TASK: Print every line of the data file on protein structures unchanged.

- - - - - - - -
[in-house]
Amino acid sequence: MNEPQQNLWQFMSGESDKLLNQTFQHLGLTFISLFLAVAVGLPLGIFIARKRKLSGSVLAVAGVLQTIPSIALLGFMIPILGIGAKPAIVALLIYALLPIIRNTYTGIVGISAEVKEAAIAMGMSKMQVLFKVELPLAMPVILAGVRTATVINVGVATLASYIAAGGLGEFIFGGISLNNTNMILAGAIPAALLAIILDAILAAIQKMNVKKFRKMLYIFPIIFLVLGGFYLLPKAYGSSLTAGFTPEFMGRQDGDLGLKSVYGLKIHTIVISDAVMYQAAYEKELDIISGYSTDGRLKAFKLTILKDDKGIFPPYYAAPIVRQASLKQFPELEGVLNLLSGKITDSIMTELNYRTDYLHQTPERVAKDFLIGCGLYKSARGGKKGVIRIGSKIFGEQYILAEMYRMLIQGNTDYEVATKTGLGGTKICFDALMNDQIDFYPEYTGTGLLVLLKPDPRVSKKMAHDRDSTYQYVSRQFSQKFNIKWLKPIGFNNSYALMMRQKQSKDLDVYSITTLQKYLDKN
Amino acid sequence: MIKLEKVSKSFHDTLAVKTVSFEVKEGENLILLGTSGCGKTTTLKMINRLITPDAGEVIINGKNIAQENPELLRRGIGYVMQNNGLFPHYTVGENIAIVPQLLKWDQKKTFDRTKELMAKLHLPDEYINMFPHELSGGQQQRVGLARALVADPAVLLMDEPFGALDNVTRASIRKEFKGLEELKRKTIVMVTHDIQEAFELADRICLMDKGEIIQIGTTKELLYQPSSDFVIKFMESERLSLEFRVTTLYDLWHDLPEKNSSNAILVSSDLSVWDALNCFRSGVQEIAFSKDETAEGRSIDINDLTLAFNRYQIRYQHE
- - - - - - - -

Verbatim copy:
[in-house]
Amino acid sequence: MNEPQQNLWQFMSGESDKLLNQTFQHLGLTFISLFLAVAVGLPLGIFIARKRKLSGSVLAVAGVLQTIPSIALLGFMIPILGIGAKPAIVALLIYALLPIIRNTYTGIVGISAEVKEAAIAMGMSKMQVLFKVELPLAMPVILAGVRTATVINVGVATLASYIAAGGLGEFIFGGISLNNTNMILAGAIPAALLAIILDAILAAIQKMNVKKFRKMLYIFPIIFLVLGGFYLLPKAYGSSLTAGFTPEFMGRQDGDLGLKSVYGLKIHTIVISDAVMYQAAYEKELDIISGYSTDGRLKAFKLTILKDDKGIFPPYYAAPIVRQASLKQFPELEGVLNLLSGKITDSIMTELNYRTDYLHQTPERVAKDFLIGCGLYKSARGGKKGVIRIGSKIFGEQYILAEMYRMLIQGNTDYEVATKTGLGGTKICFDALMNDQIDFYPEYTGTGLLVLLKPDPRVSKKMAHDRDSTYQYVSRQFSQKFNIKWLKPIGFNNSYALMMRQKQSKDLDVYSITTLQKYLDKN
Amino acid sequence: MIKLEKVSKSFHDTLAVKTVSFEVKEGENLILLGTSGCGKTTTLKMINRLITPDAGEVIINGKNIAQENPELLRRGIGYVMQNNGLFPHYTVGENIAIVPQLLKWDQKKTFDRTKELMAKLHLPDEYINMFPHELSGGQQQRVGLARALVADPAVLLMDEPFGALDNVTRASIRKEFKGLEELKRKTIVMVTHDIQEAFELADRICLMDKGEIIQIGTTKELLYQPSSDFVIKFMESERLSLEFRVTTLYDLWHDLPEKNSSNAILVSSDLSVWDALNCFRSGVQEIAFSKDETAEGRSIDINDLTLAFNRYQIRYQHE